We develop statistical and computational methodologies for genomic data analysis and integration, with the aim to understand systems-level gene regulatory mechanisms. More specifically, our research has been focused on epigenomics. A multi-cellular organism contains only one genome, but different cell types contain different epigenomic patterns: chromatin structure, histone modification, and DNA methylations. These epigenomic marks are important for regulating protein-DNA binding activities and gene transcription. We have developed algorithms to analyze tiling array data, thereby probing genome-scale chromatin structure at high resolutions. We also integrate epigenomic information with other data such as genotypic information and RNA expression in order to estimate the direct regulatory effects of epigenetic factors. We are currently investigating the role of epigenetic effects in cancer cells.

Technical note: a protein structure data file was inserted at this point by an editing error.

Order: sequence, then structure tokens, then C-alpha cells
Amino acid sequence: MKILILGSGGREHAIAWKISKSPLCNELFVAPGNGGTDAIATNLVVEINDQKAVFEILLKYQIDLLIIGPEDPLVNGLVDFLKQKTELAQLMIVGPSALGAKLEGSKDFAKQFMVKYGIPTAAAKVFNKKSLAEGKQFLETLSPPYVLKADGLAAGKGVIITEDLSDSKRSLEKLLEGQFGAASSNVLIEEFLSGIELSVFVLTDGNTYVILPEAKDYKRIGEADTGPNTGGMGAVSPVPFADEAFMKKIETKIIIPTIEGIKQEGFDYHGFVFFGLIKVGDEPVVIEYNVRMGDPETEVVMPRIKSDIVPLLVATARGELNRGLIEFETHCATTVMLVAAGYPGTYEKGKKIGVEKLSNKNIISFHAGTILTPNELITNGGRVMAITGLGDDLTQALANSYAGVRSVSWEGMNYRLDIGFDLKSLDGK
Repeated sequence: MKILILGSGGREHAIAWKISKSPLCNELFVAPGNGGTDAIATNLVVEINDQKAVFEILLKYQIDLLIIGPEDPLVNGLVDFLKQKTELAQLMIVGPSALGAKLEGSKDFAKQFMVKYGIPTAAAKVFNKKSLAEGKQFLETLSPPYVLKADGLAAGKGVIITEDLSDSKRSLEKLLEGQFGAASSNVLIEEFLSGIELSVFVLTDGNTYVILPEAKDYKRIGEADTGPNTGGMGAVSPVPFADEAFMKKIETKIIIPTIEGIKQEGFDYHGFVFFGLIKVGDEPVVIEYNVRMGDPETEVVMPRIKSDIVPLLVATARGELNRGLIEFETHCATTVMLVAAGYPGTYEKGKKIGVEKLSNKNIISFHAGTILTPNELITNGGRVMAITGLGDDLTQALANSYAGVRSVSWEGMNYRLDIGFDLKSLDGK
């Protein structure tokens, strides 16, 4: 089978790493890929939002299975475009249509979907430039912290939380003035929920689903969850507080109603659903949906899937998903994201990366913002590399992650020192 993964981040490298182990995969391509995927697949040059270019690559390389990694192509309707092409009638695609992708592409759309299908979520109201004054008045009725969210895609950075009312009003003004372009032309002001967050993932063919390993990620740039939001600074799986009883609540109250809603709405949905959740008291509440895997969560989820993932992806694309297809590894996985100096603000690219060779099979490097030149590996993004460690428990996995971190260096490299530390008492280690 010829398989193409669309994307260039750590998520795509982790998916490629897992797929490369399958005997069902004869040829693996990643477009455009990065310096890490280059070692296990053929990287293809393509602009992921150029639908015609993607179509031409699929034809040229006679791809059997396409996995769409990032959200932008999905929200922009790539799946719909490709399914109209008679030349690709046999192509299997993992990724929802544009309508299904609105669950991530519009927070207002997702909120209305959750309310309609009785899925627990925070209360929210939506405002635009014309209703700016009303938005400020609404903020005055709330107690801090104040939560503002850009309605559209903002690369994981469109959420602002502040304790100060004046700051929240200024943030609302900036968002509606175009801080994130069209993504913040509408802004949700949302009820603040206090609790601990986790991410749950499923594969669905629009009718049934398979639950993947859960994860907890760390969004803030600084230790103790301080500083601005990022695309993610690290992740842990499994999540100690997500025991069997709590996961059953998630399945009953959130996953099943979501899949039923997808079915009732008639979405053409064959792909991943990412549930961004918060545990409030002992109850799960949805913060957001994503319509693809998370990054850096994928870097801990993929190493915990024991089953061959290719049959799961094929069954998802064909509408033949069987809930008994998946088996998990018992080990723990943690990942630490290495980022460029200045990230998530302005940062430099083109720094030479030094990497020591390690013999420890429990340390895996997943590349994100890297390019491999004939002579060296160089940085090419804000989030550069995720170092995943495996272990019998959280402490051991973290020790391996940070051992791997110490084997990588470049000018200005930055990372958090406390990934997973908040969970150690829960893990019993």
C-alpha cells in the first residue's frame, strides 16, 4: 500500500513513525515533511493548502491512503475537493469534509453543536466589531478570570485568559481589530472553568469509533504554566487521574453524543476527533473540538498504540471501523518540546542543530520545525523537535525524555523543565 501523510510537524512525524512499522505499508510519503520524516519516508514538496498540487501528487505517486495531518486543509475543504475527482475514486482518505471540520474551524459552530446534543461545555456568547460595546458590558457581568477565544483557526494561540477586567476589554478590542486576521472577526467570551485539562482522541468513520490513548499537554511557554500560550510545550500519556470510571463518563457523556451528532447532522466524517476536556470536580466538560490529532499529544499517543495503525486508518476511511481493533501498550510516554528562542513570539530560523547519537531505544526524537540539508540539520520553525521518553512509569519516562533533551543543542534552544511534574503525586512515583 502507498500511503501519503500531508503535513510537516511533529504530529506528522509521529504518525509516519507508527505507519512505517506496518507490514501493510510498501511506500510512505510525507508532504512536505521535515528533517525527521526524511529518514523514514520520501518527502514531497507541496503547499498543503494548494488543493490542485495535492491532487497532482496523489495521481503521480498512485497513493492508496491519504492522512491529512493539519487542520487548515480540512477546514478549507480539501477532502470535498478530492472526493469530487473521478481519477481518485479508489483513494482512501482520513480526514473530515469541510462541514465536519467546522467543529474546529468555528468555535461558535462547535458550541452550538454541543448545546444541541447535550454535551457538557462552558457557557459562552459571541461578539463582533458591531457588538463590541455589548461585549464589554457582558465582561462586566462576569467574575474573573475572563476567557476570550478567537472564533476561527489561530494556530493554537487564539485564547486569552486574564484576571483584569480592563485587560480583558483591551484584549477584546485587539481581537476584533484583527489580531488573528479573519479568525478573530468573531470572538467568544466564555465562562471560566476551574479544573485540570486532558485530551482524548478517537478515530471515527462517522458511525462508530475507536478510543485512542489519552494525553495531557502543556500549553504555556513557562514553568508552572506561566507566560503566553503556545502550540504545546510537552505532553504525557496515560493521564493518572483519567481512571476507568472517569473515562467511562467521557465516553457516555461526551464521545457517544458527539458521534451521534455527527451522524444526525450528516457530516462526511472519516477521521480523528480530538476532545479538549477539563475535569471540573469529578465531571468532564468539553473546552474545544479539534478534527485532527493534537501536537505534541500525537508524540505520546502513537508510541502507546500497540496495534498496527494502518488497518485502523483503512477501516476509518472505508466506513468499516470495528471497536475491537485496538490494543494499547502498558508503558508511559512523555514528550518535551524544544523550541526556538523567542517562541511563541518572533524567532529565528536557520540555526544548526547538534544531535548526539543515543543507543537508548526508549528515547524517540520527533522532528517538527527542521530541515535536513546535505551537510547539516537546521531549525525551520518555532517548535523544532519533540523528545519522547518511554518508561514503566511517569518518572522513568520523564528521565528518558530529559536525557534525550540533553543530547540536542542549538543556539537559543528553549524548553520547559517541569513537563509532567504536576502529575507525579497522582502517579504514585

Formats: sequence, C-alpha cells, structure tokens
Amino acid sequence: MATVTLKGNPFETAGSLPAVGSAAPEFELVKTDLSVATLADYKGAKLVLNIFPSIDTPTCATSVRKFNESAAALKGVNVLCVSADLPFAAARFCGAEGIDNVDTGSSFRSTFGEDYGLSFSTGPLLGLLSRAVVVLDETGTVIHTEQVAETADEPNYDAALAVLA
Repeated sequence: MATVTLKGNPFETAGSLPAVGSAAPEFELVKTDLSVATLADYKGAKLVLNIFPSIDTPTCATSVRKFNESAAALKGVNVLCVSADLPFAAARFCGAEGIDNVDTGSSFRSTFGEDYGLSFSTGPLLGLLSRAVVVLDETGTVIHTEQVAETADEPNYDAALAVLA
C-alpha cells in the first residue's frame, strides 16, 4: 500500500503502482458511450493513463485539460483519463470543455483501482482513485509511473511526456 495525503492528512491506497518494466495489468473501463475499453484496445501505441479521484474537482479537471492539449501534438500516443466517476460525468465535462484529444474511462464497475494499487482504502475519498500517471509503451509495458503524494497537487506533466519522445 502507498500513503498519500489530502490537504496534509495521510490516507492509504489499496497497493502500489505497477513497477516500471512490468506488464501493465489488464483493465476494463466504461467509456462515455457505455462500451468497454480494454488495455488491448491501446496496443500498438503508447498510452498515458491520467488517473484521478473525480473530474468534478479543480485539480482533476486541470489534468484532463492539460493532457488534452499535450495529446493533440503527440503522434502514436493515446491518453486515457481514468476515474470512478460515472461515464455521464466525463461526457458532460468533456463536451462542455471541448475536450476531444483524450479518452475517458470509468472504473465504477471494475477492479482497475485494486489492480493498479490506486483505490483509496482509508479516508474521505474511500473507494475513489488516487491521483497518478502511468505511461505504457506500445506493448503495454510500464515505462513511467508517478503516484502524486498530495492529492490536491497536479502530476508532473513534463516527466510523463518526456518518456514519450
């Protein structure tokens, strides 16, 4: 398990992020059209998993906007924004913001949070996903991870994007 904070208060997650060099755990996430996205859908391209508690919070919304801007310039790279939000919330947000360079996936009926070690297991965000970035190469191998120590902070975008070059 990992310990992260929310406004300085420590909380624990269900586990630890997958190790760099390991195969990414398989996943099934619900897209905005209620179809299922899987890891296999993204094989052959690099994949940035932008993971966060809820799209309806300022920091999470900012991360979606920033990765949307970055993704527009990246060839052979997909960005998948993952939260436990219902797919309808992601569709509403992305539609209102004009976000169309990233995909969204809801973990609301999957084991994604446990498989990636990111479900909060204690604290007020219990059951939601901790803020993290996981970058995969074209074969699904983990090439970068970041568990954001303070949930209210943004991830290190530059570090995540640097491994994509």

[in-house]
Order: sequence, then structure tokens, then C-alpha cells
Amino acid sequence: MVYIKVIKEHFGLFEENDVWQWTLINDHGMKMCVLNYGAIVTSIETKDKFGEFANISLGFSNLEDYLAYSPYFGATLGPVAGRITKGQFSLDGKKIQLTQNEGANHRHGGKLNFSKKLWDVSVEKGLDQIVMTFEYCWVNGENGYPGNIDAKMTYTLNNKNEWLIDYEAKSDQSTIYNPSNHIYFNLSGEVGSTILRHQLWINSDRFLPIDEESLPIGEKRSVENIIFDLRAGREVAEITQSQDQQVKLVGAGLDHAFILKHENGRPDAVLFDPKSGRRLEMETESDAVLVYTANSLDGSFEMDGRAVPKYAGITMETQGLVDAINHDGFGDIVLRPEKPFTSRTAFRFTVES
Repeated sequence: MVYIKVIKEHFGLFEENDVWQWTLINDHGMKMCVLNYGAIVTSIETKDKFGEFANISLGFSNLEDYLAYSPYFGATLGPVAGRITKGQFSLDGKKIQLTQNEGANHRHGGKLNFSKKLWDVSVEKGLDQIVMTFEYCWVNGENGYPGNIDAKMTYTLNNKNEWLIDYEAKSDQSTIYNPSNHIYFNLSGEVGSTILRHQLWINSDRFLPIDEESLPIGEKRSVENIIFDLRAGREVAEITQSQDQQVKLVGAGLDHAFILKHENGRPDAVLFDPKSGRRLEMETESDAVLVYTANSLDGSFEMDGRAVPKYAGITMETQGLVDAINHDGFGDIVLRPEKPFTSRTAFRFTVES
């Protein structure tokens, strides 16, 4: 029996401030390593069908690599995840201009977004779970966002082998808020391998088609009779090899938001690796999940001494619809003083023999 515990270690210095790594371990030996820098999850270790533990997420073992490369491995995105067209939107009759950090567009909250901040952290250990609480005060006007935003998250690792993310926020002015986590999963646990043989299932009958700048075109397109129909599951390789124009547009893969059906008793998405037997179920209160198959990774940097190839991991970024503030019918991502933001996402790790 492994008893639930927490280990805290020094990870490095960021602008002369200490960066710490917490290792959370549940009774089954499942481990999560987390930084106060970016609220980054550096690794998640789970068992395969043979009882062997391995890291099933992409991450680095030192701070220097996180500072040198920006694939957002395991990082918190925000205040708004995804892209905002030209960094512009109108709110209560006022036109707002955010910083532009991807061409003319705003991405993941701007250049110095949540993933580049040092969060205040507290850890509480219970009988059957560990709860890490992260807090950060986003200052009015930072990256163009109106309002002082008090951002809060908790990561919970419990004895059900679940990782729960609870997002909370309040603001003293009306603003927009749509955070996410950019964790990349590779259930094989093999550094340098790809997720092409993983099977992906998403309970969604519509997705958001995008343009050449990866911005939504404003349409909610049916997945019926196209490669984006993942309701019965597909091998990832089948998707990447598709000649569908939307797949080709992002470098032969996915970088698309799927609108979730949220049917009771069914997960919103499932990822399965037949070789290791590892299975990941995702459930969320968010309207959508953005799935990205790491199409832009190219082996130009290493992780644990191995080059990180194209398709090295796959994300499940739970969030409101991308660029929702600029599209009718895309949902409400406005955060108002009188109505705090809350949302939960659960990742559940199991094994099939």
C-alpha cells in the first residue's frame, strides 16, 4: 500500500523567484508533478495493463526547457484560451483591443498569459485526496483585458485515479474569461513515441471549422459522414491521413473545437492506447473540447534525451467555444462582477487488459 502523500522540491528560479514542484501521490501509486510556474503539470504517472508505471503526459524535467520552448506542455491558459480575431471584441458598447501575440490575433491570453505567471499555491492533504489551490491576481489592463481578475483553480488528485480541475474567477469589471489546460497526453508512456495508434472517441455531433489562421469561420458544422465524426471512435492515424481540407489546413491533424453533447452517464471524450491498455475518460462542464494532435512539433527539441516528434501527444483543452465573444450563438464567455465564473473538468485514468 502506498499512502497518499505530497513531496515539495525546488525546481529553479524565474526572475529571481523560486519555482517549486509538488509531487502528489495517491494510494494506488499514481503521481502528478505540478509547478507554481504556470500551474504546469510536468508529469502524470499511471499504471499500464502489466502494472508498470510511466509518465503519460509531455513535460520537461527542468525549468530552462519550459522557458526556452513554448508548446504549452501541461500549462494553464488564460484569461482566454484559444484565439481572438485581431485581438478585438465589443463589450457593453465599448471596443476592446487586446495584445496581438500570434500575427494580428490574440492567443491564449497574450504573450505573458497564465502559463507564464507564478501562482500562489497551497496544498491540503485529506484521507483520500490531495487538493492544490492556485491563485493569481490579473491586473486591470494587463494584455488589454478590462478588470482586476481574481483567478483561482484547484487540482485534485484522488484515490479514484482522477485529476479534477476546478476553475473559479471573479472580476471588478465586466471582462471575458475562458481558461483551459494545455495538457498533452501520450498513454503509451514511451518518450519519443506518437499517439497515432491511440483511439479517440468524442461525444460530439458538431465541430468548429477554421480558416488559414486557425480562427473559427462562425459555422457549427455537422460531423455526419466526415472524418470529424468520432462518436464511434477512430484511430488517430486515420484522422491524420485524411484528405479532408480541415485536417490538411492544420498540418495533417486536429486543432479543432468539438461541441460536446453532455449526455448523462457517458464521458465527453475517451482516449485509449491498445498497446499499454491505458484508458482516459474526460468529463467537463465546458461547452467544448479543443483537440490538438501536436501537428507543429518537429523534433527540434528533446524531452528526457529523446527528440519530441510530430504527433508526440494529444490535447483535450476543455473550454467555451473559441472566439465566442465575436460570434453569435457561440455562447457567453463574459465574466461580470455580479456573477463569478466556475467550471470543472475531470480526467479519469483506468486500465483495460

Another area of interest is to build predictive models for important biological pathways. We study how cell behavior is changed under perturbation of regulatory networks, with particular interest in studying how phenotypic diversity can arise in genomically identical cell populations.